The 5th Column in Trans Health Care

I have seen and heard some truly strange things in my time as an activist.  However nothing was odder than what I experienced at this year’s World Professional Association of Transgender Health conference. A senior psychiatrist and psychologist were on a panel, where they strenuously opposed laws banning reparative therapy, especially if those laws included gender identity.  This wouldn’t seem to make any sense on the surface: the American Medical Association, American Psychological Association, and American Psychiatric Association have all denounced reparative therapy as harmful quackery.

However, given that the two were Dr. Richard Green and Dr. Kenneth Zucker, their opposition made a lot more sense.

In the 80’s, Green published “The Sissy Boy Syndrome: The Development of Homosexuality.” He also published a study in 1986 which concluded that “parental discouragement of the boys' girlish behavior tended to result in a more heterosexual orientation.” That is to say, punishing children for gender non-conforming behavior could change their sexual orientation. 

Dr. Zucker has practiced the same sort of coercive behavioral modification on gender non-conforming children since the 1980’s as well. In 1990 his book described the objectives of his therapy: “Two short term goals have been discussed in the literature: the reduction or elimination of social ostracism and conflict, and the alleviation of underlying or associated psychopathology. Longer term goals have focused on the prevention of transsexualism and/or homosexuality." Similarly, a 2003 report in the Journal of the American Academy of Child and Adolescent Psychiatry called Zucker’s techniques "something disturbingly close to reparative therapy for homosexuals." The report that cost him his job at CAMH concluded that the allegation he practiced reparative therapy could not be disproven.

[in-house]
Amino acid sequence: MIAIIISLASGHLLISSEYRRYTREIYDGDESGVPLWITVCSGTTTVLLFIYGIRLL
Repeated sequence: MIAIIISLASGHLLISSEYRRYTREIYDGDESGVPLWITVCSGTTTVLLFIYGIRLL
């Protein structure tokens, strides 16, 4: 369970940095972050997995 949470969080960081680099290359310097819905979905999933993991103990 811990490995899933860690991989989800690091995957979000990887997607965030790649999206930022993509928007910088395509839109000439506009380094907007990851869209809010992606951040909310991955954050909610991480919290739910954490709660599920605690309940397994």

When Richard Green stood up to explain his opposition to bills banning reparative therapy, he framed it in essentially the same ways lawyers for reparative therapists in California and New Jersey did: laws regulating therapists violate freedom of speech, freedom of religion, a patient (or parent’s) right to determine what sort of care is appropriate, and an intrusion on the patient / client relationship. One audience member, who is a practicing lawyer actively involved with cases against reparative therapy, helpfully pointed out that the jury in New Jersey, the 9th Circuit, and the Supreme Court disagreed with him on all counts.

Green appeared agitated, and his response could be summed up with: “Well, I think they’re wrong.”

Dr. Zucker took an even more aggressive approach when he stood up, and was clearly in a mood to fight rather than persuade. He began by insulting the audience, snarkily remarking “it feels like a Bernie Sanders rally in here.”  His primary objection to bans on reparative therapy centered around the risk that a therapist would falsely be accused of practicing it, as he feels he was. This counter-narrative bears some discussion, as it is a relatively new one.

Most therapists, and especially those who work with children, take a risk every time they close the door with a patient that they will be accused of inappropriate or sexual behavior with a minor. The consequences of such allegations are undeniably severe. It stretches credulity that therapists who have been willing to take such a risk of being accused of child molestation for 35-40 years, would suddenly want to close up shop over the much less dangerous risk of being accused of practicing conversion therapy.

Unless, of course, they were practicing reparative therapy to begin with...